I thought it might be interesting to find out which Dhamma similes people have found useful in their actual practice.
For example, the taming of the wild elephant... I've been using this simile lately to centre myself and try to prevent the mind wandering of in streams of papanca. I hope to tame this elephant and make it give up on escape (into the realm of sensory pleasures).
Another simile I've found useful in the past is the one about balancing of bowl of oil on your head, whilst there's entertainments all round, and villains waiting to slit your throat if you spill a drop.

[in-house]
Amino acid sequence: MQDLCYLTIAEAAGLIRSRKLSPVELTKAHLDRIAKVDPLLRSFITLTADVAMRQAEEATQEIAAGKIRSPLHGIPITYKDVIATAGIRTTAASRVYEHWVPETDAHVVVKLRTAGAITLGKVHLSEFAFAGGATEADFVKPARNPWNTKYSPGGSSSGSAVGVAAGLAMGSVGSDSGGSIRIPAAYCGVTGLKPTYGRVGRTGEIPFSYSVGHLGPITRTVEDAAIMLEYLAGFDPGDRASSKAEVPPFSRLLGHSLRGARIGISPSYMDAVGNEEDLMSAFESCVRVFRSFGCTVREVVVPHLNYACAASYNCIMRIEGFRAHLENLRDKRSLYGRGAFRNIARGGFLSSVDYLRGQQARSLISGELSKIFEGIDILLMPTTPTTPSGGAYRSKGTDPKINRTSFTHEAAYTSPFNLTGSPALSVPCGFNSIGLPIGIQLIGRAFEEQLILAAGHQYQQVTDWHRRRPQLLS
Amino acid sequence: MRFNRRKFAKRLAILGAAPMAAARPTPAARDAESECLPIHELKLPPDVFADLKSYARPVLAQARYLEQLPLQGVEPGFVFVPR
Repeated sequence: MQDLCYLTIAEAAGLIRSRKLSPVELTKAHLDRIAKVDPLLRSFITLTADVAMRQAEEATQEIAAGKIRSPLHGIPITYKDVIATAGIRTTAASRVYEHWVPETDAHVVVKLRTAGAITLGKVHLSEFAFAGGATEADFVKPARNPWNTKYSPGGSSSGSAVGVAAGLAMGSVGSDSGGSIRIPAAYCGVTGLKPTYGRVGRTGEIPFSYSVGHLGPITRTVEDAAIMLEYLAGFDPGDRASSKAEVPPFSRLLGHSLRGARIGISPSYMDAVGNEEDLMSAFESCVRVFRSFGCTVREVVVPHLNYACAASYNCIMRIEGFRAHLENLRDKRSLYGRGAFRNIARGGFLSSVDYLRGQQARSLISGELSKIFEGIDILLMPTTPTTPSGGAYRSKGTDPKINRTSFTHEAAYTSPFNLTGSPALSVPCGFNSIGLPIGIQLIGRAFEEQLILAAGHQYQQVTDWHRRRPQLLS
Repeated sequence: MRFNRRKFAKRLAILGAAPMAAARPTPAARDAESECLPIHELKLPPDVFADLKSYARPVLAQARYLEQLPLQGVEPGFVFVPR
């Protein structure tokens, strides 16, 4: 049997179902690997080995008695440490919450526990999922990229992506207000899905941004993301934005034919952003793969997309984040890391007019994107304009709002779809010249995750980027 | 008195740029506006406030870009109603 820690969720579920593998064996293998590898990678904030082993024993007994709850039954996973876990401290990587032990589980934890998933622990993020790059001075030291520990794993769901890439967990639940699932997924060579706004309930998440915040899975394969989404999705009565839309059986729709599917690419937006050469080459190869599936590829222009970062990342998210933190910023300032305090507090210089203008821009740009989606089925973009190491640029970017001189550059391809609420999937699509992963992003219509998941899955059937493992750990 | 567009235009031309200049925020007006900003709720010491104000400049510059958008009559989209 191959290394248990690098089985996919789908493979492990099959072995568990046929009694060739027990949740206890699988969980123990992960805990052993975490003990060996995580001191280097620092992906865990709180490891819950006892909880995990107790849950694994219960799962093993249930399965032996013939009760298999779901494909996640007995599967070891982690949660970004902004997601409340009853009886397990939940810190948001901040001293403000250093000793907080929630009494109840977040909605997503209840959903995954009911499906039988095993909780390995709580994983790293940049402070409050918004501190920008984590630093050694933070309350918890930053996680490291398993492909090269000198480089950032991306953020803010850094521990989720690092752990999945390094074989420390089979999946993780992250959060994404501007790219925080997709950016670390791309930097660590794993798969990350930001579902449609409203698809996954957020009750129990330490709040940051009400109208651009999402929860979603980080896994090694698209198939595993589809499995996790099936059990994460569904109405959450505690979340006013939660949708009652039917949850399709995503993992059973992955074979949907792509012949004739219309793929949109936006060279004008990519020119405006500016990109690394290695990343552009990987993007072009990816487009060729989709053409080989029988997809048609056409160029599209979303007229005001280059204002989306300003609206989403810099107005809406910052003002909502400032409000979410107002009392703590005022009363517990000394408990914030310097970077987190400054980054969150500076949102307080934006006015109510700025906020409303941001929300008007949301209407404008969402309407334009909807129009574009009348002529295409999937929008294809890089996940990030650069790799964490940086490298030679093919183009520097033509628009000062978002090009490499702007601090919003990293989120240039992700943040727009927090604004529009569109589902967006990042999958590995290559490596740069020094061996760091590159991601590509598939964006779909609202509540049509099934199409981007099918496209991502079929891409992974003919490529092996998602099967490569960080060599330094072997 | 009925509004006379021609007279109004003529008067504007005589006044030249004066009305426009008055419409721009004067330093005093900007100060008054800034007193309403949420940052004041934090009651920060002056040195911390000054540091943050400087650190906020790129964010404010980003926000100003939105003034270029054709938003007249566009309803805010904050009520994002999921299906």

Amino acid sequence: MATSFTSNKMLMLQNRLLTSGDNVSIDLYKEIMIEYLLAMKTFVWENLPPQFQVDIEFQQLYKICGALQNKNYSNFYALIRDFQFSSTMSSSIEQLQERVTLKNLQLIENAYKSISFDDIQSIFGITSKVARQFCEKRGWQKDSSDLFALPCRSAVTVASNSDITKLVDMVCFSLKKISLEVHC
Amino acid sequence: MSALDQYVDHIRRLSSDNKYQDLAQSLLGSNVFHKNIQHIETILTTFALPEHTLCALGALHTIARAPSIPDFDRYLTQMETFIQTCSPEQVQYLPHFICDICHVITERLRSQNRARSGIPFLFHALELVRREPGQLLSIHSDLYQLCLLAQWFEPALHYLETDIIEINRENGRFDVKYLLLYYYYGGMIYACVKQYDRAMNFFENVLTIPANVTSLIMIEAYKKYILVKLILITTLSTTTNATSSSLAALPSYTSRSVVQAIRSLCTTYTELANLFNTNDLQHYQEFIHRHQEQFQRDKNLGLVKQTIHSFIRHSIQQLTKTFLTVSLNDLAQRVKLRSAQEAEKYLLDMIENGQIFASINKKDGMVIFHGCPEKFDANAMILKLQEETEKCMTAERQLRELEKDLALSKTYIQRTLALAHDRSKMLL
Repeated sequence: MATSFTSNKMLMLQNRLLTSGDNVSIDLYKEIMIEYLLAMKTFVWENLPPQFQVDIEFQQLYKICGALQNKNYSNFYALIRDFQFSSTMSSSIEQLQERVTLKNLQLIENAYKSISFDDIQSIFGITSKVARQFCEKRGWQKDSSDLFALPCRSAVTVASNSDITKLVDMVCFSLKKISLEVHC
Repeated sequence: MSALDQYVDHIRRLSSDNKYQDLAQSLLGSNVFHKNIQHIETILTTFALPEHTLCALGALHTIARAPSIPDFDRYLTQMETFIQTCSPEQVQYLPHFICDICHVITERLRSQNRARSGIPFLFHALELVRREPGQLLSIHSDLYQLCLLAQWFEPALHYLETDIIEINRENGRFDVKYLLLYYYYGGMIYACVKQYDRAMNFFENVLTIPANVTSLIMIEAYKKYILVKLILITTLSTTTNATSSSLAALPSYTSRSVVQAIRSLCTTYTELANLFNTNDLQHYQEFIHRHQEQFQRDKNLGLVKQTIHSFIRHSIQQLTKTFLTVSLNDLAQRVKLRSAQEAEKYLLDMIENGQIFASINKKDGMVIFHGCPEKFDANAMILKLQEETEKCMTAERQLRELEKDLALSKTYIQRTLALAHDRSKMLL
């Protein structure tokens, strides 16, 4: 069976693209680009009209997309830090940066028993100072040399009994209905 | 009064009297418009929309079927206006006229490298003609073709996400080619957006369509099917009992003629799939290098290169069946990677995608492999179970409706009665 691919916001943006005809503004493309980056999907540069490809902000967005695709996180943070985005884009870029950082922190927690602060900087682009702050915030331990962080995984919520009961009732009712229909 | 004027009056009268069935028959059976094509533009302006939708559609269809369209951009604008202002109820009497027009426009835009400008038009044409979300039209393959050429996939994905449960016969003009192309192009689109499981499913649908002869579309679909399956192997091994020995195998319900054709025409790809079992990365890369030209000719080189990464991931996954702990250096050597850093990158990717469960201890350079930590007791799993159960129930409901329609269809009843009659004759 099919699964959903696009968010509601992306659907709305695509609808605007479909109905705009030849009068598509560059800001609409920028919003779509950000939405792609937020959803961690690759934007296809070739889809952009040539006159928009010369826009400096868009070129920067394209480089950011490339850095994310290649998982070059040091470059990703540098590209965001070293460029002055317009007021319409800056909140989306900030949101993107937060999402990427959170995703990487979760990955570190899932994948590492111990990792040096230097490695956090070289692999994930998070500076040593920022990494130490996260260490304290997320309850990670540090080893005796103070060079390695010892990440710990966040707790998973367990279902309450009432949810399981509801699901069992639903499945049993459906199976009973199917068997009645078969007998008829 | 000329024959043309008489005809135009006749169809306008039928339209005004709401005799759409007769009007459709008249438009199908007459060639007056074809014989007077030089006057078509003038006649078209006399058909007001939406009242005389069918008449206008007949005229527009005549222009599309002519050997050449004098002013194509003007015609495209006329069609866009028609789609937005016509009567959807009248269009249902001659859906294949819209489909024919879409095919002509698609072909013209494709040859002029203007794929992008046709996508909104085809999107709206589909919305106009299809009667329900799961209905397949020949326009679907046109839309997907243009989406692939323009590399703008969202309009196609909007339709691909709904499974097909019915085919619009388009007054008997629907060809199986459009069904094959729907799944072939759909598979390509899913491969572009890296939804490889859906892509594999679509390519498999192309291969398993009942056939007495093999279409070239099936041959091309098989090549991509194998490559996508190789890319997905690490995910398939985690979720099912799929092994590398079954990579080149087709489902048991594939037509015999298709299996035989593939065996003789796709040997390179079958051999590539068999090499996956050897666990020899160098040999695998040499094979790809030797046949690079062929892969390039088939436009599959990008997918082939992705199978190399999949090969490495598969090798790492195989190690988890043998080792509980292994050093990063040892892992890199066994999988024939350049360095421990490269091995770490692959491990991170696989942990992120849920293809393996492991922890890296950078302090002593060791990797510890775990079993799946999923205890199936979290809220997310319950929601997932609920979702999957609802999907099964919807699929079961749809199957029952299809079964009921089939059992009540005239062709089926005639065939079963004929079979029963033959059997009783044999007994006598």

Mara as a personification of evil and unwholesomeness also seems like a useful device, though I've not used it often and it doesn't quite classify as a simile.
Has anyone else found a practical application for any of the classic Dhamma similes?
"Having understood name-and-form, which is a product of prolificity,
And which is the root of all malady within and without,
He is released from bondage to the root of all maladies,
That Such-like-one is truly known as 'the one who has understood'." (Snp 3.6)
"Whether I were to preach in brief, Sāriputta, or whether I were to preach in detail, Sāriputta, or whether I were to preach both in brief or in detail, Sāriputta, rare are those who understand." (A I 333, Sāriputtasutta)